To ad­dress women’s con­cerns, the first lady’s of­fice and women’s or­ga­ni­za­tions set out last Au­gust to sur­vey 15,000 women in Afghanistan’s 34 prov­inces, in­clud­ing those con­tested or un­der Tal­iban con­trol.

Each meet­ing was dif­fer­ent. In south­ern Hel­mand prov­ince, women said learn­ing how to read and write was the only way to achieve peace. In cen­tral Sa­man­gan, par­tic­i­pants burst into song, de­mand­ing their voices be heard by the in­ter­na­tional com­mu­nity. In Konar in the east, where only a hand­ful of those at­tend­ing had their faces un­cov­ered, women asked to be in­cluded “be­cause it is a woman who has raised the Talib and a woman who has raised the sol­dier,” the women from the prov­ince wrote in a state­ment on Twit­ter.

Not all have em­braced the first lady’s ef­forts, how­ever. When her of­fice dis­trib­uted tens of thou­sands of dol­lars last month to im­pov­er­ished women in east­ern Nan­ga­har prov­ince, mem­bers of the Tal­iban seized the money and set it on fire. Lo­cal of­fi­cials also viewed the move with sus­pi­cion, say­ing it was a po­lit­i­cal ma­neu­ver de­signed to ben­e­fit her hus­band, who is seek­ing re­elec­tion this year.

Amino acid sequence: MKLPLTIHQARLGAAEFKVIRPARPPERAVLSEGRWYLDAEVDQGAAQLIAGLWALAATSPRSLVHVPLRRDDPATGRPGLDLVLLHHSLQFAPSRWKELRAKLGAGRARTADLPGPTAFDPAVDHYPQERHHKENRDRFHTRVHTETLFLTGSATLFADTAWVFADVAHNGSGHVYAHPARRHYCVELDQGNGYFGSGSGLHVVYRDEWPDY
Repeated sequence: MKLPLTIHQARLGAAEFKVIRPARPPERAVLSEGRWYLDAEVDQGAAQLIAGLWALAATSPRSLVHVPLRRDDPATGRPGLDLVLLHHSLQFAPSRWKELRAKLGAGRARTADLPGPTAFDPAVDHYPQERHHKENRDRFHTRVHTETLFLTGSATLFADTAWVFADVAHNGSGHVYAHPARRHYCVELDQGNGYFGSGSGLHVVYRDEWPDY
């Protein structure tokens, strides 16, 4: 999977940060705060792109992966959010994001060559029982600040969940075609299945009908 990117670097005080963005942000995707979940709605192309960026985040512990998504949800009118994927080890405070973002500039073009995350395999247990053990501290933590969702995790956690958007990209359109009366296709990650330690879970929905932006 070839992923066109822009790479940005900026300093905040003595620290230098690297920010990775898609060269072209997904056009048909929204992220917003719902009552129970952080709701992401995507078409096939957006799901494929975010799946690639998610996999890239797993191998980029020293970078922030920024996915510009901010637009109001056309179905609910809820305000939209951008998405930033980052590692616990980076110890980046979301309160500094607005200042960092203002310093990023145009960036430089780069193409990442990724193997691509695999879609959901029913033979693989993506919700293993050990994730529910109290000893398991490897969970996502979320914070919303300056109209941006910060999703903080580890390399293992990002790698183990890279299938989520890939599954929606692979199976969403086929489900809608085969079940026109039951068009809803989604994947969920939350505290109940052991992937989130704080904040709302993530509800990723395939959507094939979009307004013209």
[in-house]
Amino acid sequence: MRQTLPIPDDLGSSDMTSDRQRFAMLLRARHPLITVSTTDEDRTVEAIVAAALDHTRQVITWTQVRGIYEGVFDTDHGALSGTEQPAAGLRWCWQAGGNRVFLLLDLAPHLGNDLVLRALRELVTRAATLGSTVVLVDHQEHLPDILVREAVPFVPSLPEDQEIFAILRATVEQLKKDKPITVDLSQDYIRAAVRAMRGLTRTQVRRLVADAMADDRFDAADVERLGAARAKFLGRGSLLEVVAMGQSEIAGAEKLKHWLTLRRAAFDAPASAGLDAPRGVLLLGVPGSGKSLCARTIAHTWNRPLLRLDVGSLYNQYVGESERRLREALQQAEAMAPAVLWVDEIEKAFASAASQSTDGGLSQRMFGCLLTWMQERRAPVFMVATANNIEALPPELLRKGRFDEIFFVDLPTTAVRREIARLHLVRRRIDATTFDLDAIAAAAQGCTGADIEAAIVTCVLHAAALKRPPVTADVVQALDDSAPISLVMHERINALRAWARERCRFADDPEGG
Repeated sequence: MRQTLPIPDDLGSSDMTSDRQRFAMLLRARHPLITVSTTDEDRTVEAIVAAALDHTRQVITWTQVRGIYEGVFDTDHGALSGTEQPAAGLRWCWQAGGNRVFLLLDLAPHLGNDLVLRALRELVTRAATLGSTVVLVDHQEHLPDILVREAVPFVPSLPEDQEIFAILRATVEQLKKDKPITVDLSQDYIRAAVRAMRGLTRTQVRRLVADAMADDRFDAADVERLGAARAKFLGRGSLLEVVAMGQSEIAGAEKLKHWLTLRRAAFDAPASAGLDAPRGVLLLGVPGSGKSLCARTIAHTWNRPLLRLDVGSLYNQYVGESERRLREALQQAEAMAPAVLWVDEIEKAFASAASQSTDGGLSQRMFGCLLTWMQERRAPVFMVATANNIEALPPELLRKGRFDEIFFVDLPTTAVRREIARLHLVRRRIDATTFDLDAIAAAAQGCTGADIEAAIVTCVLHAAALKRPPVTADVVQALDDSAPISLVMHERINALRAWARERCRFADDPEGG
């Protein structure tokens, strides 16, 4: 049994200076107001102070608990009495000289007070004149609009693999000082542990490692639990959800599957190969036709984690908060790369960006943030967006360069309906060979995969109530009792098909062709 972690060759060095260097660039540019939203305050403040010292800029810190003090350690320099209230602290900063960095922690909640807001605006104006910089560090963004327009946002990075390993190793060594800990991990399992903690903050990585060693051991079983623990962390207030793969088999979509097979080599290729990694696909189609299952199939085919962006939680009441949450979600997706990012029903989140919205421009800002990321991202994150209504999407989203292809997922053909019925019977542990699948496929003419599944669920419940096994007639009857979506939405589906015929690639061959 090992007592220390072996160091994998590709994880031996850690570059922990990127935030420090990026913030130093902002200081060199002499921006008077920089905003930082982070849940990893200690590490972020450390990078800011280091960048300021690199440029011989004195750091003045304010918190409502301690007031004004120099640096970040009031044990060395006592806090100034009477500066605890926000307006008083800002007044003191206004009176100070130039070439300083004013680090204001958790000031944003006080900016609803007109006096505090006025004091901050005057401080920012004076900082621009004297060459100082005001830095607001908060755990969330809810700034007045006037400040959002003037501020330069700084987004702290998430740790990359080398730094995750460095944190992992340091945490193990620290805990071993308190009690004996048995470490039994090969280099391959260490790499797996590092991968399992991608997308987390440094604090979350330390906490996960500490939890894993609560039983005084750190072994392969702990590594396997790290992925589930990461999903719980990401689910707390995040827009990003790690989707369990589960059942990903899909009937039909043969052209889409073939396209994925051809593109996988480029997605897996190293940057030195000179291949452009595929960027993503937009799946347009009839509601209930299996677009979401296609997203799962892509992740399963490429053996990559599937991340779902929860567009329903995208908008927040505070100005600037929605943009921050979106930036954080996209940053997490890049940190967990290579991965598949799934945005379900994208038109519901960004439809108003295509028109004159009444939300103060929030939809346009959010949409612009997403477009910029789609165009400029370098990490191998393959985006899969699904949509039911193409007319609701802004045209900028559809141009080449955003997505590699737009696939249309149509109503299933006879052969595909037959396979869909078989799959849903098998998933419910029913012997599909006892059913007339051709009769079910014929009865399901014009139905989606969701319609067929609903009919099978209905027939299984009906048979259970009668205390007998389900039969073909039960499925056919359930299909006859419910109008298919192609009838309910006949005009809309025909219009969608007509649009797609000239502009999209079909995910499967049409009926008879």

The six-month project cul­mi­nated in an all-women con­fer­ence in Fe­bru­ary in the Afghan cap­i­tal, where 3,500 Afghan women gath­ered un­der the mas­sive tent used for the loya jirga, a tra­di­tional gath­er­ing for de­bates and de­ci­sion-mak­ing – and the con­ven­tional do­main of men.

“It was a lit­tle bit over­whelm­ing,” Ghani said at the mem­ory, a slight gig­gle lighting up her face. There, along­side the first lady and the pres­i­dent, the women de­manded an im­me­di­ate cease-fire and that their rights be pro­tected go­ing for­ward. At­ten­dees later de­scribed the mood in the tent’s air as one of de­fi­ance.

But the event drew zero re­sponses from the U.S. govern­ment or the Tal­iban. Now, as the next round of in­tra-Afghan talks gets un­der­way, still with­out govern­ment rep­re­sen­ta­tion, a group of 40 women be­long­ing to the um­brella rights group Afghan Women’s Net­work are head­ing to Doha – even though only around five were of­fi­cially in­vited to at­tend.

“We wanted more women. We were not con­tent,” said Wazhma Frogh, a mem­ber of the Afghanistan High Peace Coun­cil, adding that all 40 have re­ceived their Qatari visas. “There is no clar­ity yet if we are go­ing to be at the ta­ble, but we want to be phys­i­cally there,” she said.

Women’s rights ac­tivists fear that U.S. state­ments, in­clud­ing from Khalilzad, that women’s rights must be pro­tected in any peace agree­ment, could be no more than lip ser­vice.

“As we’ve seen, the Amer­i­cans have their own pol­i­tics, agenda and plan. But we have told them, a peace deal with­out women is not a deal at all,” said Mary Akrami, di­rec­tor of the Afghan Women Net­work.